During its history, the United States has held debt at various times, but in 2001, it held a surplus. That didn’t last long. Today the national debt is an enormous three trillion dollars. Higher taxes can lower a nation’s debt. The rationale behind TCJA was that lower taxes would pay for themselves by growing the economy. Did it work? The economy did grow a bit, but not as much as predicted. Our nation’s high deficit grew instead of decreased as predicted. According to the Economic Policy Institute, TCJA “did not increase wages for working people, failed to spur business investments, decreased corporate tax revenues, and boosted stock buybacks in its wake.” No surprise here — taxes are paid on profits taken after employees are paid and R&D costs accounted for. There was never any logic to its boosters’ claim that TCJA would increase business investment and benefit workers. Who lobbied for this lie?  The usual suspects,  including among others, the Business Roundtable, the U.S. Chamber of Commerce, and the National Association of Manufacturers. These same organizations plan to lobby against the 3.5 trillion dollar economic plan.


If that economic plan isn’t implemented, there could be a long wait before climate change is meaningfully addressed. The poor also suffer when the wealthy don’t pay their fair share. During the mid-twentieth century when taxes were high the middle class was broader and more affluent than today. Taxing wealth to repair the climate would also benefit the bottom 90 percent of U.S. citizens. Speak loudly Citizen and shame the greedy into social responsibility.


Monday, September 06, 2021

Of mice and (greedy) men


 On the final day of August a Washington Post headline read, “Corporate America launches massive lobbying blitz to kill key parts of Democrats’ $3.5 trillion economic plan.”  A few days later, Paul Krugman, writing for the New York Times, asked, “Why does Mickey Mouse want to destroy civilization?” Krugman explains that the Walt Disney Company is a member of the U.S. Chamber of Commerce which intends to lobby against tax increases on corporate profits which would be used, in part, to pay for the proposed economic plan. Krugman is correct to assume that if climate change isn’t addressed immediately, years could pass before it finally is. By that time, it might be too late to address it significantly.

Members of the U.S. Chamber of Commerce may, or may not, believe in climate change, but they certainly believe that protecting profits from taxation is more important than doing their share to address it. Joining the Chamber in its defense of greed are the Business Roundtable, and PhRMA which doesn’t want the government meddling in drug pricing.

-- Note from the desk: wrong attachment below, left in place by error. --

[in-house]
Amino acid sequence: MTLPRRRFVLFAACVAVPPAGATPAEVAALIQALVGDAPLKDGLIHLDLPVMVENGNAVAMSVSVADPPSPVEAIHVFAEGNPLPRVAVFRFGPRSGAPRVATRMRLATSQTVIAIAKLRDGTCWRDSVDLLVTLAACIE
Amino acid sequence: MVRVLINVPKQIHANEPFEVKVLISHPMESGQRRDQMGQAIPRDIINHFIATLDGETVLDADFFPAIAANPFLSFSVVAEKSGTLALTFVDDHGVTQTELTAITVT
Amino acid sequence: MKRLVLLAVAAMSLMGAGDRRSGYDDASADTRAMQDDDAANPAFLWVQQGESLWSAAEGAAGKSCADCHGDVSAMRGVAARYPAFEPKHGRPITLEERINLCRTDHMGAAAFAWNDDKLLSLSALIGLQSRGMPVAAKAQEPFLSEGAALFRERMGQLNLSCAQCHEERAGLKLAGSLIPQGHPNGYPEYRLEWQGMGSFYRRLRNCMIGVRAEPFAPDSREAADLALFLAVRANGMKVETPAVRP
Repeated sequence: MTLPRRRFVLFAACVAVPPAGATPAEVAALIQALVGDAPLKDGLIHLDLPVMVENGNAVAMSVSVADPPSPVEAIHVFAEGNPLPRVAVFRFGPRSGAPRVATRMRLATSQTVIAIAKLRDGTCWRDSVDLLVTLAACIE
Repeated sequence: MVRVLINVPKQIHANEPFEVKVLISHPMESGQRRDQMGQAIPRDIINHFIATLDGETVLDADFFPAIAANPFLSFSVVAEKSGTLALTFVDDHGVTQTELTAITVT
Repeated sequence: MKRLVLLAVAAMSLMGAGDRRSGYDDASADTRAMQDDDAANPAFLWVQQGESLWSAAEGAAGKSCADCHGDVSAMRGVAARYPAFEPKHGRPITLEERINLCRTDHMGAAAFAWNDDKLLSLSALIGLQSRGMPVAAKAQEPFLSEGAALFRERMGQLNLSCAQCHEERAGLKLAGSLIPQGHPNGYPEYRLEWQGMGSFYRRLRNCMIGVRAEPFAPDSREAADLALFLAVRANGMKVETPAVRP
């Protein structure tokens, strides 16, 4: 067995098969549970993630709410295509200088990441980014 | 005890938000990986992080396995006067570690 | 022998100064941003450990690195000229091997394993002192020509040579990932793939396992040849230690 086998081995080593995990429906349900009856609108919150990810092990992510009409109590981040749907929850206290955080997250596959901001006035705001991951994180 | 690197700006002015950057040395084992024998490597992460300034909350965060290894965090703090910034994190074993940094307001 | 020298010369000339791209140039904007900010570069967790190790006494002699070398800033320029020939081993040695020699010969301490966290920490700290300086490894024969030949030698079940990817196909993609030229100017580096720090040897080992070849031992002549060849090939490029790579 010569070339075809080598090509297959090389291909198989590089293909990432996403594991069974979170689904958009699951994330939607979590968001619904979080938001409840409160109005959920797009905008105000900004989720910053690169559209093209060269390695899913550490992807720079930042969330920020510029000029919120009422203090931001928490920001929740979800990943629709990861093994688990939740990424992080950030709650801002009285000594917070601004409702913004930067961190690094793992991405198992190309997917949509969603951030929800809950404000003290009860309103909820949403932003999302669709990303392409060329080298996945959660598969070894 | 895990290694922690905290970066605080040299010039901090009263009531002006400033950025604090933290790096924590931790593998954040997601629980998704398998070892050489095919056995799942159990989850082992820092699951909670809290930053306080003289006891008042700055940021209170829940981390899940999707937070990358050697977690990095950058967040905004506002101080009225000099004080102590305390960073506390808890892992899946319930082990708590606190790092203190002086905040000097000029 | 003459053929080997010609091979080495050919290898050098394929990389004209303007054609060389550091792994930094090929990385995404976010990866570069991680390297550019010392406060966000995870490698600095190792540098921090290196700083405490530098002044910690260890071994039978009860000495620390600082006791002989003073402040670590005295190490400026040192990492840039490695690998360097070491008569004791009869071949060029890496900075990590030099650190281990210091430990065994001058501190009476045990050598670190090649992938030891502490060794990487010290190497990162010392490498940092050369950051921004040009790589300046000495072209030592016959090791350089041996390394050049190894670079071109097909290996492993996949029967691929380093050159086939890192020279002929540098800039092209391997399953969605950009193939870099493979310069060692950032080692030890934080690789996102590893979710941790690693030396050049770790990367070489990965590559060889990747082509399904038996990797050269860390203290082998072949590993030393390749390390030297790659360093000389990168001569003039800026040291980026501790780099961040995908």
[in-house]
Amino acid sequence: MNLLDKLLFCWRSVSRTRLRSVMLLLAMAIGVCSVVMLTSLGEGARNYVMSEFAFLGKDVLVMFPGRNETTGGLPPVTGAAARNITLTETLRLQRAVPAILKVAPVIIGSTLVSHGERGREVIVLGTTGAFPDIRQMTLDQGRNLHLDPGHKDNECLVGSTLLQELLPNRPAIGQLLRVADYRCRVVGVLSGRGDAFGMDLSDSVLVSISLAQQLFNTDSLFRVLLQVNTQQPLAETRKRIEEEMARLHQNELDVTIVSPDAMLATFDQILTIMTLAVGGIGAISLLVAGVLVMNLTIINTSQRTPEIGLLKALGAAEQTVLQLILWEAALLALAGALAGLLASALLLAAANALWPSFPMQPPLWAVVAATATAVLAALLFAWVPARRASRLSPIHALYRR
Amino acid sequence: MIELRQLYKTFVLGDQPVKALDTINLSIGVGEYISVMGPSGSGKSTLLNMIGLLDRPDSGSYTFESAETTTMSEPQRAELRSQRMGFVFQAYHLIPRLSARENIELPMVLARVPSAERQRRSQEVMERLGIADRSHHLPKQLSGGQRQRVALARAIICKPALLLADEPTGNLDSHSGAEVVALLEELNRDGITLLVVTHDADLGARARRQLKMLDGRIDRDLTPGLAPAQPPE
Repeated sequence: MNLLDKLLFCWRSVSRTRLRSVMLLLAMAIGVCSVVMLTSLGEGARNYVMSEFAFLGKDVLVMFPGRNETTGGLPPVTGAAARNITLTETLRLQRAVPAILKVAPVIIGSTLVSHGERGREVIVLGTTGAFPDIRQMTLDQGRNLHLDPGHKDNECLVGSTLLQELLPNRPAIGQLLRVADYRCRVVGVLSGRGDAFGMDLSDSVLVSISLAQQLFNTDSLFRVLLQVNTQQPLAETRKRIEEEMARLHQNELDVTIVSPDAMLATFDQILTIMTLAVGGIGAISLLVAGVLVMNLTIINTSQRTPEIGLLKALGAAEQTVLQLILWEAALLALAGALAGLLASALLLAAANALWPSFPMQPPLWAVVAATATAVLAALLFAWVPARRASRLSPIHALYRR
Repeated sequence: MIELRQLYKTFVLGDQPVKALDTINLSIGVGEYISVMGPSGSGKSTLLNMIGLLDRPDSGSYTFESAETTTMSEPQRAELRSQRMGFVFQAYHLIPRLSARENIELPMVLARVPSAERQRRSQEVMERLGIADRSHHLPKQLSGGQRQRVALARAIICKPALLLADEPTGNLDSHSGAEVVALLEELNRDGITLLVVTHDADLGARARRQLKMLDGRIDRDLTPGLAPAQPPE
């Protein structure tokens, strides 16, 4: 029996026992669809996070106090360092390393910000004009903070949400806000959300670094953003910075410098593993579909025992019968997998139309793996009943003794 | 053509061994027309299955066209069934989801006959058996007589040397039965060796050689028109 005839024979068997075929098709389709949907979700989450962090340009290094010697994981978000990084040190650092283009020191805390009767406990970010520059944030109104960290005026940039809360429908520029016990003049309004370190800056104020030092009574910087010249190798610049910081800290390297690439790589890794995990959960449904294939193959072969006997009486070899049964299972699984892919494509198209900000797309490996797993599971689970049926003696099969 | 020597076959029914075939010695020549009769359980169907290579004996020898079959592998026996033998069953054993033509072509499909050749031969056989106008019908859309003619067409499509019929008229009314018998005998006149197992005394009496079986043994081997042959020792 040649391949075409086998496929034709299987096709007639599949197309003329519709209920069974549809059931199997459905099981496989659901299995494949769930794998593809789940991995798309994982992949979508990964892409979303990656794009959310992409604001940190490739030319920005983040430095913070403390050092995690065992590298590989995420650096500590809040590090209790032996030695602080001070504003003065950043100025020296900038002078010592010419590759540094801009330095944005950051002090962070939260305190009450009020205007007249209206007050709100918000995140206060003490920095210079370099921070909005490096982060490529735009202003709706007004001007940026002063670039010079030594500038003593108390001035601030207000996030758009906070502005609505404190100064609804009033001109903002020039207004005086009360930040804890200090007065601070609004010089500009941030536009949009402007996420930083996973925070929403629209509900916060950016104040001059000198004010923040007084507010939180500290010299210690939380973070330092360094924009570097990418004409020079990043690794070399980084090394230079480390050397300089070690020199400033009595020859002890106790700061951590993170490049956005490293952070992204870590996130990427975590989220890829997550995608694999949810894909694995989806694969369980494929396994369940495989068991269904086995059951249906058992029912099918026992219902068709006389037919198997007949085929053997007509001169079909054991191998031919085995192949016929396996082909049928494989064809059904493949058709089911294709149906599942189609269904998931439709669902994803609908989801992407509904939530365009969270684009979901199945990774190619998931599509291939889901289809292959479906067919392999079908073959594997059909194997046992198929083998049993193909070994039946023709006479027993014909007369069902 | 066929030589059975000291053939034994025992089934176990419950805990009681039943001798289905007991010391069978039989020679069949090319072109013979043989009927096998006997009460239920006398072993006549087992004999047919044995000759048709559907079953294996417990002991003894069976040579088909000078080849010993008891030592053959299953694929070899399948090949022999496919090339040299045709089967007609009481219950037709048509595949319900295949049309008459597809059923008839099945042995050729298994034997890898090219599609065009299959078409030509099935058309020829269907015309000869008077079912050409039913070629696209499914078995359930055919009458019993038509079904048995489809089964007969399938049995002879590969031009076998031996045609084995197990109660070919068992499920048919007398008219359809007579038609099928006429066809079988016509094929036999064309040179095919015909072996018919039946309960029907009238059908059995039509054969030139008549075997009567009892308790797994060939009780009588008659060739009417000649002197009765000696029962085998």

The National Association of Manufacturers is also involved in a lobbying effort. Its senior vice president, Aric Newhouse, said that if the economic plan passes, “manufacturing families will suffer, jobs will be lost.” He’s lying. Profits are taken after employees have been paid, not before. A tax on profits has no effect on labor costs. Who really will suffer? Stockholders, because they receive their dividends after all taxes have been paid. Only the wealthiest Americans have significant stock holdings — they can afford to pay higher taxes, but spend millions to avoid doing so. According to Statista, the top 10 percent of Americans hold 70 percent of the nations’ wealth. Many of the other 90 percent of Americans are but a paycheck removed from homelessness. After seeing this summer’s hurricanes and wildfires, it’s obvious that climate change is coming for us all. It won’t spare the wealthy, even if they believe their money will cushion its blows.

Similar lobbying tactics were used to pass the 2017 Tax Cut and Jobs Act (TCJA). The name itself is a lie. The act failed to create the jobs it promised. According to the Brookings Institute:

"Overall, the TCJA's advocates promised many supply-side benefits and promised they would materialize quickly. But at least for the first two years, the Act failed to deliver its promises on investment and growth, leaving the country instead with higher deficits and a less equal distribution of after-tax income." 

 Gentle reader, consider speaking or writing the idolaters whose Mammon worship blinds them to the catastrophes to come. Here’s some contact information to get you started:

National Association of Manufacturers
(800) 814-8468
(202) 637-3000
info@nam.org

U.S. Chamber of Commerce
(800) 638-6582
(202) 659-6000
membership@uschamber.com
federation@uschamber.com
smallbusiness@uschamber.com
press@uschamber.com

Sample message: